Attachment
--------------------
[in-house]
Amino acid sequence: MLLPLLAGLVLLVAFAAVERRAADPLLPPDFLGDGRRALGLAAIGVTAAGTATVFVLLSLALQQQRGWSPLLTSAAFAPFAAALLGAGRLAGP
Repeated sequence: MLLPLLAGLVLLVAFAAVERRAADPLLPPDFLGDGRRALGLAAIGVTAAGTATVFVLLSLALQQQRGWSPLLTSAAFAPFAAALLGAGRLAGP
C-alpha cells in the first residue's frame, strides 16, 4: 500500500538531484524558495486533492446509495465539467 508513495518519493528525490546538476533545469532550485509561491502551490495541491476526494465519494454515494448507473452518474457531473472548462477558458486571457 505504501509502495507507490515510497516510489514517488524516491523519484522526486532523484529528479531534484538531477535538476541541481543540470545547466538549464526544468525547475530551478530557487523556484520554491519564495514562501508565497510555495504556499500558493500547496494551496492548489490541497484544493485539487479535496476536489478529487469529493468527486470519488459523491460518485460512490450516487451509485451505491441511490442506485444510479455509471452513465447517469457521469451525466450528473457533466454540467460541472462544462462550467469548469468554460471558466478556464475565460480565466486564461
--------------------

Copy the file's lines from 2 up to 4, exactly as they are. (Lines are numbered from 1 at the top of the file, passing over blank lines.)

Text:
Amino acid sequence: MLLPLLAGLVLLVAFAAVERRAADPLLPPDFLGDGRRALGLAAIGVTAAGTATVFVLLSLALQQQRGWSPLLTSAAFAPFAAALLGAGRLAGP
Repeated sequence: MLLPLLAGLVLLVAFAAVERRAADPLLPPDFLGDGRRALGLAAIGVTAAGTATVFVLLSLALQQQRGWSPLLTSAAFAPFAAALLGAGRLAGP
C-alpha cells in the first residue's frame, strides 16, 4: 500500500538531484524558495486533492446509495465539467 508513495518519493528525490546538476533545469532550485509561491502551490495541491476526494465519494454515494448507473452518474457531473472548462477558458486571457 505504501509502495507507490515510497516510489514517488524516491523519484522526486532523484529528479531534484538531477535538476541541481543540470545547466538549464526544468525547475530551478530557487523556484520554491519564495514562501508565497510555495504556499500558493500547496494551496492548489490541497484544493485539487479535496476536489478529487469529493468527486470519488459523491460518485460512490450516487451509485451505491441511490442506485444510479455509471452513465447517469457521469451525466450528473457533466454540467460541472462544462462550467469548469468554460471558466478556464475565460480565466486564461